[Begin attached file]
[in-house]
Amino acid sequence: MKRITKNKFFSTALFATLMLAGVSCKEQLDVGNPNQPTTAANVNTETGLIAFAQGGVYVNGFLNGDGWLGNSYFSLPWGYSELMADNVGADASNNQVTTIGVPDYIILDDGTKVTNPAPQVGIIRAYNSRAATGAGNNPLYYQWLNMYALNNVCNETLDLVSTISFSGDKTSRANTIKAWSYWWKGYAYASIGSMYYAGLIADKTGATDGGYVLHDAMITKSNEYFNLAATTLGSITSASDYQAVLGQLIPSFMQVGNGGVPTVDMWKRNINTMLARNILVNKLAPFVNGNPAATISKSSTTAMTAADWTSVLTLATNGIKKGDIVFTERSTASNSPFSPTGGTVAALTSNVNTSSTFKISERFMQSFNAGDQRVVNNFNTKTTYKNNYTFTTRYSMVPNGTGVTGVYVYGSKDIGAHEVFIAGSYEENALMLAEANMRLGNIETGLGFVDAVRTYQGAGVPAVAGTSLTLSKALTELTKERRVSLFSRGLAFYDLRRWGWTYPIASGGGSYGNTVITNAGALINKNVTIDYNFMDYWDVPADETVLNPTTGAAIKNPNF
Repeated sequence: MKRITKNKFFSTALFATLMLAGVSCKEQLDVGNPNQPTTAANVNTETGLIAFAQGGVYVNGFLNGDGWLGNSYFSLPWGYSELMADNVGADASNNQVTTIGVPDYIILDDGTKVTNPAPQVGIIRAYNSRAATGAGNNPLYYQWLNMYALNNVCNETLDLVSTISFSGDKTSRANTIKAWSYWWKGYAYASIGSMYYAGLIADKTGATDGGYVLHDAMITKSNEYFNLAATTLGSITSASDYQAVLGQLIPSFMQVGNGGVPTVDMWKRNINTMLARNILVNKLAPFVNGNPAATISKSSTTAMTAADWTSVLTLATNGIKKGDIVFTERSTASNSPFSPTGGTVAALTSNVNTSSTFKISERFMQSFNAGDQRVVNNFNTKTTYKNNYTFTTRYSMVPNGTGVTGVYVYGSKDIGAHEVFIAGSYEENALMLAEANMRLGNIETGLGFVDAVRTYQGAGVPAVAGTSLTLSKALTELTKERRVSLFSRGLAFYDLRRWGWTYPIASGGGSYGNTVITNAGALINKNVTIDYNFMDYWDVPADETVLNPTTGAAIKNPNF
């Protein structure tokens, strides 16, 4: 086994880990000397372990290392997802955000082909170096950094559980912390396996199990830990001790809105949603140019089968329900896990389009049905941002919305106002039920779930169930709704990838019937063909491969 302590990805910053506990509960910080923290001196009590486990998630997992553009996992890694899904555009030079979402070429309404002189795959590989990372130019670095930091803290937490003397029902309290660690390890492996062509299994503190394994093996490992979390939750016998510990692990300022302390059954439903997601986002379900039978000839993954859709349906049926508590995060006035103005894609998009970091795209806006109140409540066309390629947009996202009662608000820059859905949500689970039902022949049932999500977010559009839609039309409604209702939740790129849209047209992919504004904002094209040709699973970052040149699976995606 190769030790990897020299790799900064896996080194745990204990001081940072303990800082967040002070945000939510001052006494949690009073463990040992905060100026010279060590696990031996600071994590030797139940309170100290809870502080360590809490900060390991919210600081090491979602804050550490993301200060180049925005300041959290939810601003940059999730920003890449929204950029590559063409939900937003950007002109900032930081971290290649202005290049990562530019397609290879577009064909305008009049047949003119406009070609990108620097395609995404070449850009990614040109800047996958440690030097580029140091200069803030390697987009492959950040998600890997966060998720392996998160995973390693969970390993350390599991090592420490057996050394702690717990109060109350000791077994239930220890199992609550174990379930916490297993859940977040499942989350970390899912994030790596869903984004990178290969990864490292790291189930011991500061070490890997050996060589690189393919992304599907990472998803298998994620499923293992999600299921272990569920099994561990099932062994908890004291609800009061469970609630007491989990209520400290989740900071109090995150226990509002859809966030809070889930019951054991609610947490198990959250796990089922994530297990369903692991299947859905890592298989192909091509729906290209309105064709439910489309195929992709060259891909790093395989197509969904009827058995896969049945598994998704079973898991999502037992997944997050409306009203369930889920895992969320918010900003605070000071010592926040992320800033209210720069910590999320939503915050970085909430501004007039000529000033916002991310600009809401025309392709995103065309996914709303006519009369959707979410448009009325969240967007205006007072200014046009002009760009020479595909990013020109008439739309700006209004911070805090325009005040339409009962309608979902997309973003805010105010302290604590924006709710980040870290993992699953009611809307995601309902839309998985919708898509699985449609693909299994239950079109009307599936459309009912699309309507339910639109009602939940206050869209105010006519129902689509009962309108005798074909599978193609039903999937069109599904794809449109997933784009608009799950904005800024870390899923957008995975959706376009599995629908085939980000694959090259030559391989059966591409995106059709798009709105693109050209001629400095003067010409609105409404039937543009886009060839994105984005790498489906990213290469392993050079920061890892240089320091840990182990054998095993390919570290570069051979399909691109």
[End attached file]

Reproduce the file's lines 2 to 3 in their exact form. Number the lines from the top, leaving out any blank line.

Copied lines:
Amino acid sequence: MKRITKNKFFSTALFATLMLAGVSCKEQLDVGNPNQPTTAANVNTETGLIAFAQGGVYVNGFLNGDGWLGNSYFSLPWGYSELMADNVGADASNNQVTTIGVPDYIILDDGTKVTNPAPQVGIIRAYNSRAATGAGNNPLYYQWLNMYALNNVCNETLDLVSTISFSGDKTSRANTIKAWSYWWKGYAYASIGSMYYAGLIADKTGATDGGYVLHDAMITKSNEYFNLAATTLGSITSASDYQAVLGQLIPSFMQVGNGGVPTVDMWKRNINTMLARNILVNKLAPFVNGNPAATISKSSTTAMTAADWTSVLTLATNGIKKGDIVFTERSTASNSPFSPTGGTVAALTSNVNTSSTFKISERFMQSFNAGDQRVVNNFNTKTTYKNNYTFTTRYSMVPNGTGVTGVYVYGSKDIGAHEVFIAGSYEENALMLAEANMRLGNIETGLGFVDAVRTYQGAGVPAVAGTSLTLSKALTELTKERRVSLFSRGLAFYDLRRWGWTYPIASGGGSYGNTVITNAGALINKNVTIDYNFMDYWDVPADETVLNPTTGAAIKNPNF
Repeated sequence: MKRITKNKFFSTALFATLMLAGVSCKEQLDVGNPNQPTTAANVNTETGLIAFAQGGVYVNGFLNGDGWLGNSYFSLPWGYSELMADNVGADASNNQVTTIGVPDYIILDDGTKVTNPAPQVGIIRAYNSRAATGAGNNPLYYQWLNMYALNNVCNETLDLVSTISFSGDKTSRANTIKAWSYWWKGYAYASIGSMYYAGLIADKTGATDGGYVLHDAMITKSNEYFNLAATTLGSITSASDYQAVLGQLIPSFMQVGNGGVPTVDMWKRNINTMLARNILVNKLAPFVNGNPAATISKSSTTAMTAADWTSVLTLATNGIKKGDIVFTERSTASNSPFSPTGGTVAALTSNVNTSSTFKISERFMQSFNAGDQRVVNNFNTKTTYKNNYTFTTRYSMVPNGTGVTGVYVYGSKDIGAHEVFIAGSYEENALMLAEANMRLGNIETGLGFVDAVRTYQGAGVPAVAGTSLTLSKALTELTKERRVSLFSRGLAFYDLRRWGWTYPIASGGGSYGNTVITNAGALINKNVTIDYNFMDYWDVPADETVLNPTTGAAIKNPNF